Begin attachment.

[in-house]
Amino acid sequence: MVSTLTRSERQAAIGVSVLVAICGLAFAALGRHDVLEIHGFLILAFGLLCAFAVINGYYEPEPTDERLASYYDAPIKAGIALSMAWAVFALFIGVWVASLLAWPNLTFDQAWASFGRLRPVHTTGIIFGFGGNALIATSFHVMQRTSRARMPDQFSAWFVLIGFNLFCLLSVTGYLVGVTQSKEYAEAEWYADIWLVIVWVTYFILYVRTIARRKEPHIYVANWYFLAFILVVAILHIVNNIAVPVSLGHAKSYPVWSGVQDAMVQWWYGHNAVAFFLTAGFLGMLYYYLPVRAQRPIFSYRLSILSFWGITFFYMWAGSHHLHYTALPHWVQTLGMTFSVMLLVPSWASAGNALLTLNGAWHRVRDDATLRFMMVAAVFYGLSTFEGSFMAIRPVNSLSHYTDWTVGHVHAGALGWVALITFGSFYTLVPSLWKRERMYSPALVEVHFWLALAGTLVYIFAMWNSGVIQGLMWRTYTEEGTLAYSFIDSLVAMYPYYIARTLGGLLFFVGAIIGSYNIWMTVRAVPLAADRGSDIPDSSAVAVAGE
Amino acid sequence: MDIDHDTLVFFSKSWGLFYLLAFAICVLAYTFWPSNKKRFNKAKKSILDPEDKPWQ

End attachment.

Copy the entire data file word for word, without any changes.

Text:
[in-house]
Amino acid sequence: MVSTLTRSERQAAIGVSVLVAICGLAFAALGRHDVLEIHGFLILAFGLLCAFAVINGYYEPEPTDERLASYYDAPIKAGIALSMAWAVFALFIGVWVASLLAWPNLTFDQAWASFGRLRPVHTTGIIFGFGGNALIATSFHVMQRTSRARMPDQFSAWFVLIGFNLFCLLSVTGYLVGVTQSKEYAEAEWYADIWLVIVWVTYFILYVRTIARRKEPHIYVANWYFLAFILVVAILHIVNNIAVPVSLGHAKSYPVWSGVQDAMVQWWYGHNAVAFFLTAGFLGMLYYYLPVRAQRPIFSYRLSILSFWGITFFYMWAGSHHLHYTALPHWVQTLGMTFSVMLLVPSWASAGNALLTLNGAWHRVRDDATLRFMMVAAVFYGLSTFEGSFMAIRPVNSLSHYTDWTVGHVHAGALGWVALITFGSFYTLVPSLWKRERMYSPALVEVHFWLALAGTLVYIFAMWNSGVIQGLMWRTYTEEGTLAYSFIDSLVAMYPYYIARTLGGLLFFVGAIIGSYNIWMTVRAVPLAADRGSDIPDSSAVAVAGE
Amino acid sequence: MDIDHDTLVFFSKSWGLFYLLAFAICVLAYTFWPSNKKRFNKAKKSILDPEDKPWQ